We witnessed snow some 15 km before Sach pass. It was less likely for the leftover patch of snow to melt before October when the winters return bringing fresh snowfall. As we drove towards the Sach pass the vegetation was lost, patches of snow were all around with water flowing through road. The drive was very slow, not exceeding 20km/hr.




The dry weather made the ride easier and we had no issues balancing on a rocky-cum-wet road. Quite surprising to note from the show owner at the Sach Pass top that there is rarely a day when it does not rain and you guys are lucky to witness the Sach pass on a dry bright day.


I hoped that greenery would stay as is the case with Rohtang pass which is at the same altitude as Sach Pass, approx. 14000 feet. We planned to stop at Sach Pass for the night but when greenery at the Sach pass was missing and the hills were akin to any other pass of Ladakh region, we dropped the idea.





We did not wait for long at the Sach pass. We started our descent in 20 minutes after reaching Sach pass. We were pretty comfortable with the ascent and with weather being dry, we sensed little challenge while descending.


But to our surprise, the descent was a tough one with the far worse condition of the road. The road had sharp and steep turns downhill coupled with large rocks and stones lying loosely on the top. We were in for a difficult test of our riding and balancing skills.

I could hardly spare a second to look around while descending. If I had dared to do so, I would have lost the balance by skidding over a loosely laid stone and gravel. When we halted at another dhaba after descending from 14000 feet to some 11000 feet, I recalled the toughest rides and if I could try and rank them.


Our shoulders ached and we strained our back. We were being pushed towards the front up to fuel tank by the steepness of the descent coupled with the bumpiness of the road. I am not sure of Aditya but my knee joints were aching due to the frequent shifting of gear and application of the rear brake. The drive from Sach Pass to Killar was a long one and we did not run out of motivation since we are about to reach Pangi Valley, the much-talked valley with some beautiful villages rarely visited by tourists. But we were in for an unpleasant surprise.


We reached Killar and were disappointed to learn that it was hot and the roads of the town were dusty and crowded. The town lacked any majestic view, not even close to what we experienced at Bairagarh. Had we not been exhausted, we may move ahead towards Keylong since we still had some 5 hours of daylight available.


We checked in at Hotel Raj. Post lunch we took a nap for a couple of hours. In the evening, I was feeling feverish and decided to buy some antibiotic to limit the pain of sore throat and aching body. When we stepped into a medical shop, there was voting on for revoking article 370 for Jammu and Kashmir. This was something I was hearing since childhood and finally, a decision was being taken. Anyways we cared little for the same. We were out of network area since only BSNL services worked at Killar and we were subscribers to Airtel and Vodafone services.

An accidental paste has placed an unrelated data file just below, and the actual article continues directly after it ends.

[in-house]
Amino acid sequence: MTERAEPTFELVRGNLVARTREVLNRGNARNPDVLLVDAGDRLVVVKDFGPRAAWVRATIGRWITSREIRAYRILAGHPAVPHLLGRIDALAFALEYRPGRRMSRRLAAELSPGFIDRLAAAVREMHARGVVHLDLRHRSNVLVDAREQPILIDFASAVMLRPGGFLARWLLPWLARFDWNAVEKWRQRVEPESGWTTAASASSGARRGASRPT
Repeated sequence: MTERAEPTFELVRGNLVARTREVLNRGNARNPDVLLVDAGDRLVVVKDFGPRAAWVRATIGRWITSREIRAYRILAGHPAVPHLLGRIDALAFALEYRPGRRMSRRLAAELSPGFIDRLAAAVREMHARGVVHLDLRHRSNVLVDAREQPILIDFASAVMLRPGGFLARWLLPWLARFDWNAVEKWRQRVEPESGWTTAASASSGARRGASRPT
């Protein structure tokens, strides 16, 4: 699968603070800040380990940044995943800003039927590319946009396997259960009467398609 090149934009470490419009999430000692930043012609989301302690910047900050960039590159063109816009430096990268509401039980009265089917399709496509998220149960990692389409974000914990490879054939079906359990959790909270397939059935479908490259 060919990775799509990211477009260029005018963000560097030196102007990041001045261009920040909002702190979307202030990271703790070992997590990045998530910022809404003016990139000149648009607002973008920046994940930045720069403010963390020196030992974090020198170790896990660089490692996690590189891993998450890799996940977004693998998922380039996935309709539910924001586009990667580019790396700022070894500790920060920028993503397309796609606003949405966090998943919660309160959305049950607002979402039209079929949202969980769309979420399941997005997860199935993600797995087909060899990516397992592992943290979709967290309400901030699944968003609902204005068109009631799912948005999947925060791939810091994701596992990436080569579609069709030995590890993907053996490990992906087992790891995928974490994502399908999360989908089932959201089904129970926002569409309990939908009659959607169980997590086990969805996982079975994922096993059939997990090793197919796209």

Aditya looked unhappy and was indecisive. He did not want to lose the precious days of trip visiting places that lacked natural beauty. Spiti valley was still on our minds and we chose to take a final call in the morning. By 9 pm we were fast asleep.


We woke up at 8 am by when all the bikers had already left for Keylong. The hotel manager was free and I felt this will be the ideal time to seek in his inputs about local sightseeing.


He suggested us to visit Hudan Bhatori or Sural Bhatori, 18 km and 30 km from Killar respectively. We decided to stay back at Killar for the day and visit Hudan Bhatori. We were told that the village is beautiful but night stay option does not exist.


We iterated for a moment to either skip Hudan Bhatori and instead save the day to reach Keylong. In that case, we could cover the Spiti circuit and return home via Shimla. We choose to stay back and visit Hudan Bhatori since it was closer to Killar.


We drove through beautiful landscapes of the Pangi Valley and for the first time experienced the beauty of Pangi Valley. It does not rain much in Pangi Valley and hence not likely to be as green as valley on Chamba side. But it started getting more rains in the last couple of years and hence more greenery than usual.





The drive to Hudan Bhatori was less than 90 minutes. We decided to park ourselves for the night if we could just find out the watchman of the rest house. Hudan Bhatori has a rest house of Forest Department of Killar and can be leased out to visitors if they carry permit issued from Killar.





Hudan Bhatori is full of greenery and vegetation growing as close as on the edges of the road. Hudan Bhatori is peaceful and the rest house was clean, carpeted, and big. After a two-hour nap, we had lunch and then went for a short trek towards the hills. The trek route was full of greenery. The fragrance of a wide variety of flowers delighted us.


The watchman served us lunch and dinner. The next day we moved on towards Keylong. It was drizzling when we drove out of Hudan Bhatori. The road to Keylong was as bad as it could get. We continued to drive and not stop at some of the steep curves for clicking. The route was deserted one and we felt it be better to cross it as soon as possible.





The roads post-Udaipur were excellent and we could cover the 60 km distance to Keylong in one and a half hours. We can race and drive without worrying to slow down at the curves. BRO (Border Road Organisation) was doing a great job and we as tourists were reaping the benefit of driving on such beautiful roads.





We checked in at Nordaling Guesthouse for the night. I completed my ranking of the most difficult stretches in Ladakh and Himachal region.


Rank 1- Drive from Chandraral Lake to Keylong. This was done by me in 2016 but it is still in the same condition.

Rank 2- Descent from Killar to Udaipur.

Rank 3- Descent from Sach pass to Killar

Rank 4- Descent from Khardungla pass to Nubra Valley

Rank 5- Drive from Shyok to Pangong Lake. This way back in 2015.

Rank 6- Drive from Pangong lake to Changla pass

Rank 7- Karcham Dam to Reckong Peo when the roads were not good. This is in the year 2016.

Rank 8- Nubra Valley to Turtuk. The road seemed never-ending and deserted stretch with driving till late in the evening.

Rank 9- Sarchu to Pang

Rank 10- Ascent to Sach pass

Rank 11- Leh to Khardungla


The trip was shorter one compared to earlier ones but by God’s grace completed successfully.


The link to video if the entire trip is available:


https://youtu.be/aQK44OGpzOg